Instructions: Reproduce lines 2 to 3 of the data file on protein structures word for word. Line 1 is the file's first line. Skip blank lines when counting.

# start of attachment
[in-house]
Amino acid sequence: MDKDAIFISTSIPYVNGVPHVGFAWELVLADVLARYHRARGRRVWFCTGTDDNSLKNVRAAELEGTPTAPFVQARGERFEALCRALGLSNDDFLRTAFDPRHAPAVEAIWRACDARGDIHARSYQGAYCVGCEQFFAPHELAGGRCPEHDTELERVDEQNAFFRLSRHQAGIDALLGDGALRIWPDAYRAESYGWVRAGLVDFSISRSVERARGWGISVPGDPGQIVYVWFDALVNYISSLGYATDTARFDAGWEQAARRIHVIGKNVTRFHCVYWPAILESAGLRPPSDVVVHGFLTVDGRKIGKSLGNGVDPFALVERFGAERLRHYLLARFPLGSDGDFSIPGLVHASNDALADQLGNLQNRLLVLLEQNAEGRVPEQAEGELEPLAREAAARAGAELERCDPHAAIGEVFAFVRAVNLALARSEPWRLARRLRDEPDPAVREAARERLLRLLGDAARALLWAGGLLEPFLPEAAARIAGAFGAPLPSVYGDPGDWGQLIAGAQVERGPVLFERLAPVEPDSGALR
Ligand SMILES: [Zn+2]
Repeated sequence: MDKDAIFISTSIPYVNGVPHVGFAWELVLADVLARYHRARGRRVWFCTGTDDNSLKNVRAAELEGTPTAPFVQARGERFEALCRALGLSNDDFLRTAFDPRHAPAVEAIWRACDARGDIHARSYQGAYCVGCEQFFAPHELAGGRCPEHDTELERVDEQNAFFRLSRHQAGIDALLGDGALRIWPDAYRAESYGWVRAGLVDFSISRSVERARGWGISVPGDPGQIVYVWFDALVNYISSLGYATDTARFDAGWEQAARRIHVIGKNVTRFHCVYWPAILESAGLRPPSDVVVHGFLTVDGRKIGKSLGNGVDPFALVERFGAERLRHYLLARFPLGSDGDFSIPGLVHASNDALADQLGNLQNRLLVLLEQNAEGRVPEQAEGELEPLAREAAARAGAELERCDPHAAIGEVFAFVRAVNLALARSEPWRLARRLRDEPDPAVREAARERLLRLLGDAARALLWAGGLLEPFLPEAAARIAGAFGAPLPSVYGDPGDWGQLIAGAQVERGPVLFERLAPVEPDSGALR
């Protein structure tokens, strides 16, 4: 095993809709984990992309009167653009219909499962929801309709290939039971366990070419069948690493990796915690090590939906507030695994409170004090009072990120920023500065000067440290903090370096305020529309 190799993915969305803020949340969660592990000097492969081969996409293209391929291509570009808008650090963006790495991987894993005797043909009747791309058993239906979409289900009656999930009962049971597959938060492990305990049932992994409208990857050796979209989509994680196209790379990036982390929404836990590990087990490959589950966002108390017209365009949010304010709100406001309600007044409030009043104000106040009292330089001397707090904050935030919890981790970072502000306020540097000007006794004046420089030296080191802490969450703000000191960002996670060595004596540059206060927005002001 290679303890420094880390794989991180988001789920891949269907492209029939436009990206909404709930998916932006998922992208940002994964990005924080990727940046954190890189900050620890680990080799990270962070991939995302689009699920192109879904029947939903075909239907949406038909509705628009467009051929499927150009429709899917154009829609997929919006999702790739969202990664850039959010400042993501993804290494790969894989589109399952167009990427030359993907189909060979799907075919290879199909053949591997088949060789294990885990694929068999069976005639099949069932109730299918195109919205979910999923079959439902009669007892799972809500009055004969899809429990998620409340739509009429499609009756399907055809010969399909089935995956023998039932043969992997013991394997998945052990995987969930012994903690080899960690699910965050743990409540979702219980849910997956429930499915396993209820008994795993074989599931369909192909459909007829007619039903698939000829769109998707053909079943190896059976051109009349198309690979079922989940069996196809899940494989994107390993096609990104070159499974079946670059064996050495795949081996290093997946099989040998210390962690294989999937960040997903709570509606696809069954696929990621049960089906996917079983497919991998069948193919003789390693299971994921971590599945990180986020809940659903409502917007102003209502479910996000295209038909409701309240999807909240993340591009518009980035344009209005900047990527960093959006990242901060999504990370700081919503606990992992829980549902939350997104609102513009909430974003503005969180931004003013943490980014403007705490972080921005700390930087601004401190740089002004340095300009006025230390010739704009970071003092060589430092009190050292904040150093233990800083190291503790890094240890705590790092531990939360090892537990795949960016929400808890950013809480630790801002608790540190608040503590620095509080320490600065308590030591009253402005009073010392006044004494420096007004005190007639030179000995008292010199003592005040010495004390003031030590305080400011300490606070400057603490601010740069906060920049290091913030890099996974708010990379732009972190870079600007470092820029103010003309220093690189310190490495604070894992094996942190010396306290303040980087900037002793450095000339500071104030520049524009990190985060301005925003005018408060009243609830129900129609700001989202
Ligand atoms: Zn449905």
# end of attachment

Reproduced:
Amino acid sequence: MDKDAIFISTSIPYVNGVPHVGFAWELVLADVLARYHRARGRRVWFCTGTDDNSLKNVRAAELEGTPTAPFVQARGERFEALCRALGLSNDDFLRTAFDPRHAPAVEAIWRACDARGDIHARSYQGAYCVGCEQFFAPHELAGGRCPEHDTELERVDEQNAFFRLSRHQAGIDALLGDGALRIWPDAYRAESYGWVRAGLVDFSISRSVERARGWGISVPGDPGQIVYVWFDALVNYISSLGYATDTARFDAGWEQAARRIHVIGKNVTRFHCVYWPAILESAGLRPPSDVVVHGFLTVDGRKIGKSLGNGVDPFALVERFGAERLRHYLLARFPLGSDGDFSIPGLVHASNDALADQLGNLQNRLLVLLEQNAEGRVPEQAEGELEPLAREAAARAGAELERCDPHAAIGEVFAFVRAVNLALARSEPWRLARRLRDEPDPAVREAARERLLRLLGDAARALLWAGGLLEPFLPEAAARIAGAFGAPLPSVYGDPGDWGQLIAGAQVERGPVLFERLAPVEPDSGALR
Ligand SMILES: [Zn+2]